7. Wilson’s initial interview with the detective conflicts with information given in later testimony.
In his first interview with the detective, just hours after Brown’s death, Wilson didn’t claim to have any knowledge that Brown was suspected of stealing cigarillos from a nearby convenience store. The only mention of cigarillos he made to the detective was a recollection of the call about the theft that had come across his radio and that provided a description of the suspect.
Wilson also told the detective that Brown had passed something off to his friend before punching Wilson in the face. At the time, the detective said, Wilson didn’t know what the item was, referring to it only as “something.” In subsequent interviews and testimony, however, Wilson claimed that he knew Brown’s hands were full of cigarillos and that fact eventually led him to believe Brown may have been a suspect in the theft.
Ferguson Smolders After Night Of Fires, Unrest Following Grand Jury Decision
Ferguson, Missouri, is waking up to a city that is still smoldering after a night of unrest following a grand jury’s decision not to indict officer Darren Wilson in the shooting death of Michael Brown.
At least a dozen buildings were torched and looted, many of them local businesses that police said were total losses. Dozens of cars — including two police cruisers and rows of vehicles at a car dealership — were also vandalized and left charred. St. Louis County Police Chief Jon Belmar said he heard about 150 gunshots, none from police.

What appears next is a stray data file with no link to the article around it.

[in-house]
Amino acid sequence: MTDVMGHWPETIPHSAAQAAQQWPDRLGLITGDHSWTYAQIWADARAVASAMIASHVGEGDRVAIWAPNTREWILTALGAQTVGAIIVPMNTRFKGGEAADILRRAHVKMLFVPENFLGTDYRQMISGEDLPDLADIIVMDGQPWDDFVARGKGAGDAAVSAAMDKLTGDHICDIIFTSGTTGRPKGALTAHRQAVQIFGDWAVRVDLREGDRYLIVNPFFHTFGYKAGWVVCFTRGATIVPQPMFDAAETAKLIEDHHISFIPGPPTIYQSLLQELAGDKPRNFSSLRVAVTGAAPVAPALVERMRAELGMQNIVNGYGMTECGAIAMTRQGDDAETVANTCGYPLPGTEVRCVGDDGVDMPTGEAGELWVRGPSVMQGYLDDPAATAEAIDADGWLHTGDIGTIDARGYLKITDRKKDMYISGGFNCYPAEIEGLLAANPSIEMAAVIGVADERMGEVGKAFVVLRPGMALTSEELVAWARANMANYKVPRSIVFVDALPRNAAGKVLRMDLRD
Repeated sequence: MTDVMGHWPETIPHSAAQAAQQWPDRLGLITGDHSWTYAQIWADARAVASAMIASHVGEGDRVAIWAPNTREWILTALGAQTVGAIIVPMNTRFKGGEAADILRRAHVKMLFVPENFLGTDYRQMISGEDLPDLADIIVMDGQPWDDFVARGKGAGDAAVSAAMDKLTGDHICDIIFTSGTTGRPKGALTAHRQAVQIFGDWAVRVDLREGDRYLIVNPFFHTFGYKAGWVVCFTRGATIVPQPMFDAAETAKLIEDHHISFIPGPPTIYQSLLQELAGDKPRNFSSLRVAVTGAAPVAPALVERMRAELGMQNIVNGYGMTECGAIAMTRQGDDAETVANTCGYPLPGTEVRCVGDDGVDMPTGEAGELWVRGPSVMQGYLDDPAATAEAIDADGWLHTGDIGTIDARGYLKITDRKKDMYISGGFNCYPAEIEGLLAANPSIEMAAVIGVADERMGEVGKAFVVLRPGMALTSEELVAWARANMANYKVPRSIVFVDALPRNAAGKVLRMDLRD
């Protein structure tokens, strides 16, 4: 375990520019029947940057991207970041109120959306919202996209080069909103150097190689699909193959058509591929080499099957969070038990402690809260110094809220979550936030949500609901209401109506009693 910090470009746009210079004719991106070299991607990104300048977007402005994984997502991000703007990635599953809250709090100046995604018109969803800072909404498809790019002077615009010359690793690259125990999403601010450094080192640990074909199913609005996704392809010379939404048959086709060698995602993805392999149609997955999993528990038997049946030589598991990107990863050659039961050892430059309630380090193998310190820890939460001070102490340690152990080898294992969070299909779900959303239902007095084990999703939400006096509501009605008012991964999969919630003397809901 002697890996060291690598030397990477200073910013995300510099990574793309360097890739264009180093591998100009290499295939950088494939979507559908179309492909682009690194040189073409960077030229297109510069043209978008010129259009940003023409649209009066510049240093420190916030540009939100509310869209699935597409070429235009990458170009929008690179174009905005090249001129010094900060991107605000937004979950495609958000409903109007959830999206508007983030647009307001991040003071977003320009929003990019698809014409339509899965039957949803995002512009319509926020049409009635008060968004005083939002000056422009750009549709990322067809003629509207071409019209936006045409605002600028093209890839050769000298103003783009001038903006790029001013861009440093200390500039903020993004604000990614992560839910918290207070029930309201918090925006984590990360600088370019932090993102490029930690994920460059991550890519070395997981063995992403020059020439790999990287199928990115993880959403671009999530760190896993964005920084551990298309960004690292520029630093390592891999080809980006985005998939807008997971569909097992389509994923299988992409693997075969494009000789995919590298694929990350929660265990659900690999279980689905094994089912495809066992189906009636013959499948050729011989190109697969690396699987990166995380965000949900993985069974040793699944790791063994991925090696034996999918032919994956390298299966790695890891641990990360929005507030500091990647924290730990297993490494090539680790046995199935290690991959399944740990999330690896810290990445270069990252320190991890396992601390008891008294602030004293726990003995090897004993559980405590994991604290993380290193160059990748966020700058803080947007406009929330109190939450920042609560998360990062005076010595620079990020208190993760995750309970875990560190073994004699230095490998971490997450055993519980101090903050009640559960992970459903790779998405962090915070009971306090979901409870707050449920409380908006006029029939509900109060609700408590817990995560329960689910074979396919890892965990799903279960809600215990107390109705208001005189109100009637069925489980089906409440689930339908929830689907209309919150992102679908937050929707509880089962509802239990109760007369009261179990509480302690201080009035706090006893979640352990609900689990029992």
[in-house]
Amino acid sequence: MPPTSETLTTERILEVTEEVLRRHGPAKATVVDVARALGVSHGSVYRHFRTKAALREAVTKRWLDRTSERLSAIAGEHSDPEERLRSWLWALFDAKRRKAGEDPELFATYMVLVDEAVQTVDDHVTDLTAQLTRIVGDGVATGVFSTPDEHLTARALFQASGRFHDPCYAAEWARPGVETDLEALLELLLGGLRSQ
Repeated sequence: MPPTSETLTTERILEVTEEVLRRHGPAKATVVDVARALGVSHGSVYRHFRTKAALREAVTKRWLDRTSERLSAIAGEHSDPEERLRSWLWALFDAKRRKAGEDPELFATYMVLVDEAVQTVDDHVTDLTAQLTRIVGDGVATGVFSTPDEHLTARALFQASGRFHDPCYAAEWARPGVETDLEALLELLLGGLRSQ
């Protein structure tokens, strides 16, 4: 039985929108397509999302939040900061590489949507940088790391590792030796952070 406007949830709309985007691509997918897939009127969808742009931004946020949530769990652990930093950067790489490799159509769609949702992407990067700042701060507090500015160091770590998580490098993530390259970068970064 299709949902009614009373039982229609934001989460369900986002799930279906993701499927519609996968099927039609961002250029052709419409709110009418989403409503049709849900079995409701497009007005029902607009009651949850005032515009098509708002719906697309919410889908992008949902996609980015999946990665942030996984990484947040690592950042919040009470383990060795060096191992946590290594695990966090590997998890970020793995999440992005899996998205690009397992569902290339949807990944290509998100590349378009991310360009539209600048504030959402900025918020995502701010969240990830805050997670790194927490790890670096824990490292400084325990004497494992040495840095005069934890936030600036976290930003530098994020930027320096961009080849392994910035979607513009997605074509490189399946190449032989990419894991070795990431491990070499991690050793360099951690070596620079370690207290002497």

“What I’ve seen tonight is probably much worse than the worst night we had in August,” he said, referring to the summer protests after the shooting death of Brown, an unarmed black teenager who some witnesses say had his hands up when he was shot on Aug. 9.
Police said they made more than 80 arrests, and that there were only minor injuries.
Shortly after St. Louis County Prosecuting Attorney Robert McCulloch made the rambling nighttime announcement, Wilson’s grand jury testimony was released, in which he claimed Brown looked like a “demon” during the deadly confrontation.
“I mean it was, he’s obviously bigger than I was and stronger and the, I’ve already taken two to the face and I didn’t think he would, the third one could be fatal if he hit me right …Or at least unconscious and then who knows what would happen to me after that,” Wilson said during his grand jury testimony.
The prosecutor’s office also released photos of Wilson taken after the incident that show his injuries from the confrontation, which appear to be a bruise on his face and a mark on his neck. The photos, which were used as evidence in the proceedings, had not been previously released to the public.